Karlovy Vary Film Festival - Japanese culture shock in "Fear and Trembling"

09-07-2003

In today's report from the Karlovy Vary Film Festival, Dita Asiedu tells about "Fear and Trembling" - a French film about culture shock in Japan and "The Technical Writer", a film about agrophobia.

Alain Corneau, photo: CTKAlain Corneau, photo: CTK One of the festival's highlights comes from France. Fear and Trembling, directed by Alain Corneau, is based on an autobiography by Amelie Nothomb, who tells us about her one-year experience working in a leading Japanese company in Tokyo. For those who are not too familiar with the Japanese culture, the film may be somewhat shocking with its honest description of the differences between western and eastern traditions. Alain Corneau:

"It was my own experiences that motivated me to make this film. I found in those experiences a story of personal initiation, a story of someone who finds his own identity thanks to a certain paradoxical occurrence. As far as Japan is concerned, I like to say that it's a mysterious country in the positive sense of the word - it's an enigma, it's the end of a journey. We Europeans - depending on our culture - have different images of Japan. That image is never the same - Japan is like a mirror, like a wine that changes when you add water. It's a pure contradiction."

Playing the part of Amelie Nothomb is French actress Sylvie Testud, who coincidentally is in two other films presented at the festival; the Austrian-German co-production Dead Man's Memories, which is also in competition, and A Loving Father in which she plays alongside Gerard Depardieu and his son Guillaume. But Fear and Trembling, as Sylvie Testud says, required an effort of a special sort. In the movie, she speaks fluent Japanese:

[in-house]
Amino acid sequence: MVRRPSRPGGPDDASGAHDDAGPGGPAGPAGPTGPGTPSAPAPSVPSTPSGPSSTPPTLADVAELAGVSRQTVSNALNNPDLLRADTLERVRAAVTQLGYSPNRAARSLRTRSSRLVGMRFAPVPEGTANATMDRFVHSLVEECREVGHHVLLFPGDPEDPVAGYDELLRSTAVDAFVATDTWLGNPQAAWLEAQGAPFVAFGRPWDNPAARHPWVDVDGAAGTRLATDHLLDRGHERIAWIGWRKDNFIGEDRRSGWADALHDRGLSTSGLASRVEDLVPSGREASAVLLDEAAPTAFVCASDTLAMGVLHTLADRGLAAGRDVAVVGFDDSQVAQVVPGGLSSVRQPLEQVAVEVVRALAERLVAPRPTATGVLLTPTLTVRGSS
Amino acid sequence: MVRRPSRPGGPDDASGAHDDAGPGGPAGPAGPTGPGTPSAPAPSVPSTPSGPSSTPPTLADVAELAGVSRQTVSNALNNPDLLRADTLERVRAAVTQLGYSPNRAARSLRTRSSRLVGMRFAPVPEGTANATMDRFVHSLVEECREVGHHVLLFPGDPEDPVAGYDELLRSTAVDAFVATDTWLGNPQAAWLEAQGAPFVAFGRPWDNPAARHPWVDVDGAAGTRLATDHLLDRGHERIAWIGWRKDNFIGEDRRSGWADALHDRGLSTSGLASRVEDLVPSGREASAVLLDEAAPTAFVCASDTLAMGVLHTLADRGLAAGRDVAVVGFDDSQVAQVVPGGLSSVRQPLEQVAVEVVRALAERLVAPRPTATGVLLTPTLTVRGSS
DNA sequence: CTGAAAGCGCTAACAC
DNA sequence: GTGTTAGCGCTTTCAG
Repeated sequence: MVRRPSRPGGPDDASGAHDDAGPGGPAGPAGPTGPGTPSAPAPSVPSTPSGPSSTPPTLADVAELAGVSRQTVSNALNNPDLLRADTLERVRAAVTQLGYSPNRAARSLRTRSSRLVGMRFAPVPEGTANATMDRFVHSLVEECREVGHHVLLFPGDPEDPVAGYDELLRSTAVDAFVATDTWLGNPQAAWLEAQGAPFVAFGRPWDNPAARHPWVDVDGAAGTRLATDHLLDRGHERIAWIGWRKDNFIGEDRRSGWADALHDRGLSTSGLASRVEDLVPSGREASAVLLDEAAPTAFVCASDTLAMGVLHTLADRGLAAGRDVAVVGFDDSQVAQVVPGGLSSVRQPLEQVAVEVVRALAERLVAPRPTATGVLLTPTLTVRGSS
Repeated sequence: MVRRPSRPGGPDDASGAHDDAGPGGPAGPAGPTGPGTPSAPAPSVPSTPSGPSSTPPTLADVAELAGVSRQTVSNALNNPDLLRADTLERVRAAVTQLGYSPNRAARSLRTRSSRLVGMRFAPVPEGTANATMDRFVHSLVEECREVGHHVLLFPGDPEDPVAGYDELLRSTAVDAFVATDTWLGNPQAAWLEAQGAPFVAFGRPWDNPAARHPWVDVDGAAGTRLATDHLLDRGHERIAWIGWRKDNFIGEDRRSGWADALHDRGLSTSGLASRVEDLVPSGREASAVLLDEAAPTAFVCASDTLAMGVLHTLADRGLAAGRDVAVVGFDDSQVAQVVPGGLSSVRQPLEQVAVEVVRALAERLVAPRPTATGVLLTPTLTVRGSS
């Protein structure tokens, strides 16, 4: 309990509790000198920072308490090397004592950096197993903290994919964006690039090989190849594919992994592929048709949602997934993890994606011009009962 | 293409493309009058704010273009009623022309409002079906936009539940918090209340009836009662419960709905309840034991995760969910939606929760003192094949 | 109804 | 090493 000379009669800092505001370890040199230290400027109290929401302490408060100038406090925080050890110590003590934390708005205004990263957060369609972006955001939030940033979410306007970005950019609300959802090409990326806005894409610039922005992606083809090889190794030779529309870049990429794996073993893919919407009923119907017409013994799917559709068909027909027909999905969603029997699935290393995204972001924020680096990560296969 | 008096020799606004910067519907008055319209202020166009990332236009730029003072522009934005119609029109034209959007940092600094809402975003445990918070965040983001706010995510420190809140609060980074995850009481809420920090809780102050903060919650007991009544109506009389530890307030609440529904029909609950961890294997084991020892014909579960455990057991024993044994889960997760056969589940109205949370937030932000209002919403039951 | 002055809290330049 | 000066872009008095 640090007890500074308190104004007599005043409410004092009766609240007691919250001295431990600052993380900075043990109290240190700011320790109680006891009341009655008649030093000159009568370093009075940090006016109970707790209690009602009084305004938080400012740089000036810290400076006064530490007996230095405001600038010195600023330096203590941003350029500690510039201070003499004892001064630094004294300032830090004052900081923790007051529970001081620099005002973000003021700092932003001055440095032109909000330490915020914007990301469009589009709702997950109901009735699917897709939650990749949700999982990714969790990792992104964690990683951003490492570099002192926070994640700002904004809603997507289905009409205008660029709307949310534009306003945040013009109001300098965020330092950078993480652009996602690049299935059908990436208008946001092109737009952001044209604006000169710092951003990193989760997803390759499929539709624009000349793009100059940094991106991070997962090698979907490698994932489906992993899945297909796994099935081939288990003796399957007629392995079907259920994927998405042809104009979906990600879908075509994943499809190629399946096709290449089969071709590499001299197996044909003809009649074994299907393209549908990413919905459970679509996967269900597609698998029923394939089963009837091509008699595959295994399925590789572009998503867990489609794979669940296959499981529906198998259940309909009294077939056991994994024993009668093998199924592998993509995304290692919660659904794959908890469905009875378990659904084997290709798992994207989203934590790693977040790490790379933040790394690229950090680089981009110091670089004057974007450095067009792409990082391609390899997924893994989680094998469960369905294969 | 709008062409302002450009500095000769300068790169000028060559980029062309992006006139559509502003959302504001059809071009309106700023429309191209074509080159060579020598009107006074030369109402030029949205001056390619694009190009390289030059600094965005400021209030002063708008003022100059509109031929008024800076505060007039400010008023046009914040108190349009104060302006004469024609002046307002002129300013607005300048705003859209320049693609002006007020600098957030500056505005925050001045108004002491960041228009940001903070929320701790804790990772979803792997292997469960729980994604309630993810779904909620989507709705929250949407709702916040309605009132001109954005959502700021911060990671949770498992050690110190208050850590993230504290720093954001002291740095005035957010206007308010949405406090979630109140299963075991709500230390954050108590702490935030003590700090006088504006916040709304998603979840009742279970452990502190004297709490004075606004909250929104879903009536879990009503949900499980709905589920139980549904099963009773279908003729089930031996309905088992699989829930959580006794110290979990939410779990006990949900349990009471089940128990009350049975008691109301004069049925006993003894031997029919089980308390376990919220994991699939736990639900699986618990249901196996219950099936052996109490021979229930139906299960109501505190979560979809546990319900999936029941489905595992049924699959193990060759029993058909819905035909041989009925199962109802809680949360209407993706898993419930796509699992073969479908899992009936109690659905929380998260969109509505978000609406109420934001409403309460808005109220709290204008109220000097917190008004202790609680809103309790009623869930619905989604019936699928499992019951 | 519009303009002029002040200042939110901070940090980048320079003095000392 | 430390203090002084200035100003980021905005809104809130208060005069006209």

"I prepared by learning the individual words off by heart. Learning the entire text was really extremely difficult - I had to learn 1,300 sentences. When I sat down with the Japanese professor, he wrote the number "1" next to the first sentence, the number "2" next to the second - one by one he numbered all 1,300 sentences. It wasn't at all easy to remember. I studied six hours a day for practically three months. Alain, the director, gave me as much time as I needed to learn the whole text, and with my memory I needed three months to learn the Japanese off by heart."

Moving on to another film. The Technical Writer, directed by Scott Saunders, tells the story of a man suffering from agoraphobia, the fear of open places. It stars Michael Harris, William Forsythe and Tatum O'Neal, known for her Oscar winning performance in Paper Moon thirty years ago. Scott Saunders explains why he chose to cast Ms O'Neal, who has not had many appearances on screen in the past few years, in the leading female role:

"When we met Tatum she seemed to embody so many of the wide range of traits that her character seemed to possess. She was very poised, very smart, very, very, very strong and Michael Harris is very strong himself. Our problem was that he plays a retiring, reclusive individual and that individual must be dragged forcibly out of his seclusion by the character so we needed an antagonist who could stand up to him. I think in Tatum we found somebody who was strong enough. When they read together before we cast her she was the only person who was not knocked over by Michael - he couldn't overpower her. And I think that was ultimately why we went with her."

09-07-2003